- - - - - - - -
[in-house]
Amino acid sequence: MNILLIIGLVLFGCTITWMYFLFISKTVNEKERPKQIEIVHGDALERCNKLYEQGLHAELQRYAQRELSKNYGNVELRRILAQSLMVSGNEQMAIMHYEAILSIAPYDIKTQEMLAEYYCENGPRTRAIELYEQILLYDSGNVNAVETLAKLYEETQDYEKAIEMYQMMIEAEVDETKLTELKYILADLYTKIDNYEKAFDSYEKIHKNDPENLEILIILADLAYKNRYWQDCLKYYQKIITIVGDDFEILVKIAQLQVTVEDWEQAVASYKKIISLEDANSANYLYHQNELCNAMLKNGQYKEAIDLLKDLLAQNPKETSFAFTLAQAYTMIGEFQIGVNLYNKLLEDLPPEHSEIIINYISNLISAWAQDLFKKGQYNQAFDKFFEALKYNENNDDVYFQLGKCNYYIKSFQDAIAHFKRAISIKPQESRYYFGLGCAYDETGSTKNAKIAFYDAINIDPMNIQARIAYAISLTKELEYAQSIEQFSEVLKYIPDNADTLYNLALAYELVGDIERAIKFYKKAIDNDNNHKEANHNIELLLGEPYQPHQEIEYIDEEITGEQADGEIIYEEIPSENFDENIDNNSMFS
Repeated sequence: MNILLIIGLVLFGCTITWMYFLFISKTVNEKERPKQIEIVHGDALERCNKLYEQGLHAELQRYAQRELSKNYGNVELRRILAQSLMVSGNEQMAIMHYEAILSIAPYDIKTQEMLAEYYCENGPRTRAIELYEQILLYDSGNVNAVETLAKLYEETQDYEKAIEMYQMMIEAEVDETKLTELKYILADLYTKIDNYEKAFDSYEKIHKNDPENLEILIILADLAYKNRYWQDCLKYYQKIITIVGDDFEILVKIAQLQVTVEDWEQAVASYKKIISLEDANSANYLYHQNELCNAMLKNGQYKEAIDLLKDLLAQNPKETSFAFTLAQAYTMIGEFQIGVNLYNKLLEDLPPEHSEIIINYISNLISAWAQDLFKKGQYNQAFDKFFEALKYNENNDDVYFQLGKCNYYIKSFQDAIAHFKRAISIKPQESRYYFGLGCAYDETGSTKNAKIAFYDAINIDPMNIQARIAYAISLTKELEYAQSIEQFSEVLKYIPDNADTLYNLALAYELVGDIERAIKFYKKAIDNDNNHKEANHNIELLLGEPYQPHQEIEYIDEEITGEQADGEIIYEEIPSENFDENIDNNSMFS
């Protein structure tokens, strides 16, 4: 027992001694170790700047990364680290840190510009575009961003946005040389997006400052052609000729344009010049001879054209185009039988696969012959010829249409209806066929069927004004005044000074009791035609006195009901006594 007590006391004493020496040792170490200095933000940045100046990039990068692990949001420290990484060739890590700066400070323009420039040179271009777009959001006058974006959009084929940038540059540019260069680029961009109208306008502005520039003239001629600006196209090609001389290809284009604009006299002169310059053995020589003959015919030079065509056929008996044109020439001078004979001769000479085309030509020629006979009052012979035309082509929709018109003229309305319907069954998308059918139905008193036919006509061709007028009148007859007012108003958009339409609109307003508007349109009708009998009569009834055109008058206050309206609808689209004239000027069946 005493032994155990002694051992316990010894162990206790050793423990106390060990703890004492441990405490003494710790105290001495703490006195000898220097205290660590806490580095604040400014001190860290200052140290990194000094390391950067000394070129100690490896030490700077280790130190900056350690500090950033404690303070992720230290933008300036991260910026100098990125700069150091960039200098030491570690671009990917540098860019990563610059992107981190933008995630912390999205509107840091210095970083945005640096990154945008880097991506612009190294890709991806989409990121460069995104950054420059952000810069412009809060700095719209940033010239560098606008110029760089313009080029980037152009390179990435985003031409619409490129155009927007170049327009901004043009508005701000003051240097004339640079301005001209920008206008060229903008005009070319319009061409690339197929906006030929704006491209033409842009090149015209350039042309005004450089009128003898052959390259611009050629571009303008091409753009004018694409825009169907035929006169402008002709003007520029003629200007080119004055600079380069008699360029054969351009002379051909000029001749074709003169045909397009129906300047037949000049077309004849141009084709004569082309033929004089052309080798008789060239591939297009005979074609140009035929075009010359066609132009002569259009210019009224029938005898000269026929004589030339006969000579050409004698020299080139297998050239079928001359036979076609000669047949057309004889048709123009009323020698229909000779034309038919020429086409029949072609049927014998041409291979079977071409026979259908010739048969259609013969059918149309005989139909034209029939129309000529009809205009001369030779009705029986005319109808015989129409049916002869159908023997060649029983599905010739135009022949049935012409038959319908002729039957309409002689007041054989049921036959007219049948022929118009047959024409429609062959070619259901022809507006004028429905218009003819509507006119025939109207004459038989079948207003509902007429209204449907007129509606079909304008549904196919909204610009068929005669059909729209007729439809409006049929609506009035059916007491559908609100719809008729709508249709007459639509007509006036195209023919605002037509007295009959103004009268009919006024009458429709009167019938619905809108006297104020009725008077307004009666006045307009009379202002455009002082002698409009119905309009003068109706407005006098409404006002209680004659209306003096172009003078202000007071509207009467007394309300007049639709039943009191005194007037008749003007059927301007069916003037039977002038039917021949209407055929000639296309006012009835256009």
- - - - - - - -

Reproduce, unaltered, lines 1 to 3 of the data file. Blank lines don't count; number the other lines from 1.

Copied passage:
[in-house]
Amino acid sequence: MNILLIIGLVLFGCTITWMYFLFISKTVNEKERPKQIEIVHGDALERCNKLYEQGLHAELQRYAQRELSKNYGNVELRRILAQSLMVSGNEQMAIMHYEAILSIAPYDIKTQEMLAEYYCENGPRTRAIELYEQILLYDSGNVNAVETLAKLYEETQDYEKAIEMYQMMIEAEVDETKLTELKYILADLYTKIDNYEKAFDSYEKIHKNDPENLEILIILADLAYKNRYWQDCLKYYQKIITIVGDDFEILVKIAQLQVTVEDWEQAVASYKKIISLEDANSANYLYHQNELCNAMLKNGQYKEAIDLLKDLLAQNPKETSFAFTLAQAYTMIGEFQIGVNLYNKLLEDLPPEHSEIIINYISNLISAWAQDLFKKGQYNQAFDKFFEALKYNENNDDVYFQLGKCNYYIKSFQDAIAHFKRAISIKPQESRYYFGLGCAYDETGSTKNAKIAFYDAINIDPMNIQARIAYAISLTKELEYAQSIEQFSEVLKYIPDNADTLYNLALAYELVGDIERAIKFYKKAIDNDNNHKEANHNIELLLGEPYQPHQEIEYIDEEITGEQADGEIIYEEIPSENFDENIDNNSMFS
Repeated sequence: MNILLIIGLVLFGCTITWMYFLFISKTVNEKERPKQIEIVHGDALERCNKLYEQGLHAELQRYAQRELSKNYGNVELRRILAQSLMVSGNEQMAIMHYEAILSIAPYDIKTQEMLAEYYCENGPRTRAIELYEQILLYDSGNVNAVETLAKLYEETQDYEKAIEMYQMMIEAEVDETKLTELKYILADLYTKIDNYEKAFDSYEKIHKNDPENLEILIILADLAYKNRYWQDCLKYYQKIITIVGDDFEILVKIAQLQVTVEDWEQAVASYKKIISLEDANSANYLYHQNELCNAMLKNGQYKEAIDLLKDLLAQNPKETSFAFTLAQAYTMIGEFQIGVNLYNKLLEDLPPEHSEIIINYISNLISAWAQDLFKKGQYNQAFDKFFEALKYNENNDDVYFQLGKCNYYIKSFQDAIAHFKRAISIKPQESRYYFGLGCAYDETGSTKNAKIAFYDAINIDPMNIQARIAYAISLTKELEYAQSIEQFSEVLKYIPDNADTLYNLALAYELVGDIERAIKFYKKAIDNDNNHKEANHNIELLLGEPYQPHQEIEYIDEEITGEQADGEIIYEEIPSENFDENIDNNSMFS